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Betty LaDuke, recipient of Oregon Arts Medallion

Betty LaDuke receives the second-ever Oregon Arts Medallion

Betty LaDuke, who taught art for more than three decades at Southern Oregon University, has been named the second recipient of the biennial Oregon Arts Medallion. She received the award from SOU’s Oregon Center for the Arts at a reception earlier this month.

LaDuke has traveled and exhibited her work throughout the world, published books on her travels, painted a 100 foot high mural, featured her art at Disneyland and the United Nations, been passionately involved in social activism and community engagement, and has given generously of her time, talent and resources in support of young artists from all cultural backgrounds.

Her art can currently be seen across the SOU campus – in Hannon Library, the atrium of the Theatre/JPR Building and in Churchill Hall.

LaDuke was born in the Bronx, New York, in 1933. She attended the High School of Music and Art in New York and later received scholarships to study at Denver University, the Cleveland Institute of Art and at the prestigious Instituto Allende in San Miguel, Mexico.

She lived in Mexico with the indigenous Otomi, whose heritage influenced LaDuke’s work throughout her career.

She received her master’s degree in printmaking from California State University, Los Angeles, then moved to Ashland and was the only woman in SOU’s Art Department for 18 of her 32 years of teaching.

The Oregon Center for the Arts at SOU created the Oregon Arts Medallion in 2017 to honor long-term philanthropists who support the arts in Oregon. OCA Director David Humphrey and the SOU Foundation awarded the first medallion to Jim Collier, who annually supports over 18 organizations per year to nurture up-and-coming young artists.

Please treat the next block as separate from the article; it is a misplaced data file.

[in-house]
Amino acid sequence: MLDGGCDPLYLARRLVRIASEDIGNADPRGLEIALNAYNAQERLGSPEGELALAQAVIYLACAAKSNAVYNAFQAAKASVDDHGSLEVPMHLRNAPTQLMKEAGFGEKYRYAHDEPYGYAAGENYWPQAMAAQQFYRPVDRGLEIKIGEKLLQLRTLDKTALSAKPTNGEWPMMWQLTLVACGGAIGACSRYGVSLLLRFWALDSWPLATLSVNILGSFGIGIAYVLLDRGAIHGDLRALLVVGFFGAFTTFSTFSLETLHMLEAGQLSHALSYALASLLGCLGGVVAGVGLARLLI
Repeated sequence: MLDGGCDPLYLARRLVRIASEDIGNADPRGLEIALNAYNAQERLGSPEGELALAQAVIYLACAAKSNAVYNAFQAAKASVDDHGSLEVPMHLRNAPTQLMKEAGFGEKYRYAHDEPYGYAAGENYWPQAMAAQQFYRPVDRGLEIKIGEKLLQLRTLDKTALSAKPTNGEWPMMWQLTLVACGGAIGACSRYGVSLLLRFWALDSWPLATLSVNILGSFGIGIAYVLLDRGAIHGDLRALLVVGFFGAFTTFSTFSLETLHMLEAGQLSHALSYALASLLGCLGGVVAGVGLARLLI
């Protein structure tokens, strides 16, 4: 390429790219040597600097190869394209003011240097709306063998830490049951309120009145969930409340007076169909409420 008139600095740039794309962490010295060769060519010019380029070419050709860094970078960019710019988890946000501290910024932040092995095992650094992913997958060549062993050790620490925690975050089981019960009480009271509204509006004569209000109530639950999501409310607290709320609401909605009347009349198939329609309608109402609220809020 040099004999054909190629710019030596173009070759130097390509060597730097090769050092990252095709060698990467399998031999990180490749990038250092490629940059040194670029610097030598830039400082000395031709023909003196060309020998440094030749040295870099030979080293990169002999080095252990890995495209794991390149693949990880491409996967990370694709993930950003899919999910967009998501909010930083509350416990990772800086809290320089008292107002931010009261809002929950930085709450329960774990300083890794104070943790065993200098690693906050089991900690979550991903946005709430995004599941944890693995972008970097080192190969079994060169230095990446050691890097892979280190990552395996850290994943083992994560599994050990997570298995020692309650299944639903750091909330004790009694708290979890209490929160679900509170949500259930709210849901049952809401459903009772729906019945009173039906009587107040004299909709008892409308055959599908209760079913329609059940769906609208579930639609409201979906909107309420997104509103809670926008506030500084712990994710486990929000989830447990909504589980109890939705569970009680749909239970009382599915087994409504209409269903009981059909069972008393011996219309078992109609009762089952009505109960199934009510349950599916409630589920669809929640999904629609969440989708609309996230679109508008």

Story by Blair Selph, SOU Marketing and Communications student writer

Inaugural Oregon Arts Medallion goes to Medford’s James Morrison Collier


NEWS BRIEF (available online at https://goo.gl/ikzPhh)
(Ashland, Ore.) — The inaugural Oregon Arts Medallion, presented by Southern Oregon University’s Oregon Center for the Arts, was awarded today to local arts patron James Morrison Collier in recognition of his widespread philanthropy in support of local arts organizations.
Collier – who taught English in Delano, Calif., before moving to Medford in 2003 – was honored during a luncheon in SOU’s Schneider Museum of Art. Speakers included SOU President Linda Schott and SOU Board of Trustees Chair Bill Thorndike, who presented the medallion.
Other guests at the presentation included acclaimed pianist and SOU music professor Alexander Tutunov, and Oregon Shakespeare Festival actor Armando Duran, who plays the title role in OSF’s current production of Julius Caesar. Duran spoke as Julius Caesar to honor Collier, who wrote his master’s thesis on the Shakespeare play.
The Oregon Arts Medallion was created by the Oregon Center for the Arts at SOU to recognize and honor outstanding philanthropy in the arts throughout Oregon. The OCA’s mission, in part, is to honor Oregonians who participate in or support the arts.
Criteria for the new award is straightforward: long-term support for the arts in Oregon. The recipient is selected by OCA Director David Humphrey and the SOU Foundation.
Collier, who is particularly interested in supporting young artists, has helped numerous local arts organizations. Medford’s Craterian Theater became the Craterian Theater at The Collier Center for the Performing Arts after Collier made an undisclosed donation five years ago. Talent’s Camelot Theatre named a new venue in Collier’s honor in 2010 after he made a $300,000 donation. Other organizations he has supported include the Rogue Valley Symphony, the Rogue Opera and the Rogue Valley Chorale.
He has also donated several pianos, including one to the Rogue Valley Manor, where he lives.
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About Southern Oregon University
Southern Oregon University provides outstanding student experiences, valued degrees, and successful graduates. SOU is known for excellence in faculty, intellectual creativity and rigor, quality and innovation in connected learning programs, and the educational benefits of its unique geographic location. SOU was the first university in Oregon—and one of the first in the nation—to offset 100 percent of its energy use with clean, renewable power. It is the first university in the nation to balance 100 percent of its water consumption. Visit sou.edu.